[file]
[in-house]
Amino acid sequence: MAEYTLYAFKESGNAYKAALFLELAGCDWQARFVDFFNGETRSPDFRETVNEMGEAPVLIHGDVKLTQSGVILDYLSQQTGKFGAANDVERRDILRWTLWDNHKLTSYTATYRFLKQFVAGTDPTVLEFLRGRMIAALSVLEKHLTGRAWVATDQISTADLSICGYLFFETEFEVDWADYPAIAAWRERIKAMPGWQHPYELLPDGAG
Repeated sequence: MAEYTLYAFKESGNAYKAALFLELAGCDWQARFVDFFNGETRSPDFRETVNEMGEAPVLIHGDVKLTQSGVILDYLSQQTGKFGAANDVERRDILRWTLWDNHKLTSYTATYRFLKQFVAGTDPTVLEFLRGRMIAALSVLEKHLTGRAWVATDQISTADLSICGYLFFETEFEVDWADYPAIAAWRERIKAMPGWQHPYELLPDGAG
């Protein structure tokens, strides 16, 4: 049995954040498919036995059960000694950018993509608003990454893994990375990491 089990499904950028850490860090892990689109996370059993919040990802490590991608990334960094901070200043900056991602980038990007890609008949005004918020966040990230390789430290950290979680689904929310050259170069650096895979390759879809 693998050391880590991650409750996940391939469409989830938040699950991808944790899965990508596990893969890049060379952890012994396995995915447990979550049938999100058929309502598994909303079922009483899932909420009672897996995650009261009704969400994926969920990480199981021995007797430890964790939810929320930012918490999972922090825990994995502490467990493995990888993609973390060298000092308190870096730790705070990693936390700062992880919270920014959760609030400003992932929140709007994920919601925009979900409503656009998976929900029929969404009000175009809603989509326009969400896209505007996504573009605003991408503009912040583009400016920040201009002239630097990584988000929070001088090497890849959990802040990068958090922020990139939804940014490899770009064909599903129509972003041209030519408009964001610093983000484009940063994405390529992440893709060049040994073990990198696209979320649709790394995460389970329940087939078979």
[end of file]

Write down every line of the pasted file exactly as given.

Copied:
[in-house]
Amino acid sequence: MAEYTLYAFKESGNAYKAALFLELAGCDWQARFVDFFNGETRSPDFRETVNEMGEAPVLIHGDVKLTQSGVILDYLSQQTGKFGAANDVERRDILRWTLWDNHKLTSYTATYRFLKQFVAGTDPTVLEFLRGRMIAALSVLEKHLTGRAWVATDQISTADLSICGYLFFETEFEVDWADYPAIAAWRERIKAMPGWQHPYELLPDGAG
Repeated sequence: MAEYTLYAFKESGNAYKAALFLELAGCDWQARFVDFFNGETRSPDFRETVNEMGEAPVLIHGDVKLTQSGVILDYLSQQTGKFGAANDVERRDILRWTLWDNHKLTSYTATYRFLKQFVAGTDPTVLEFLRGRMIAALSVLEKHLTGRAWVATDQISTADLSICGYLFFETEFEVDWADYPAIAAWRERIKAMPGWQHPYELLPDGAG
């Protein structure tokens, strides 16, 4: 049995954040498919036995059960000694950018993509608003990454893994990375990491 089990499904950028850490860090892990689109996370059993919040990802490590991608990334960094901070200043900056991602980038990007890609008949005004918020966040990230390789430290950290979680689904929310050259170069650096895979390759879809 693998050391880590991650409750996940391939469409989830938040699950991808944790899965990508596990893969890049060379952890012994396995995915447990979550049938999100058929309502598994909303079922009483899932909420009672897996995650009261009704969400994926969920990480199981021995007797430890964790939810929320930012918490999972922090825990994995502490467990493995990888993609973390060298000092308190870096730790705070990693936390700062992880919270920014959760609030400003992932929140709007994920919601925009979900409503656009998976929900029929969404009000175009809603989509326009969400896209505007996504573009605003991408503009912040583009400016920040201009002239630097990584988000929070001088090497890849959990802040990068958090922020990139939804940014490899770009064909599903129509972003041209030519408009964001610093983000484009940063994405390529992440893709060049040994073990990198696209979320649709790394995460389970329940087939078979």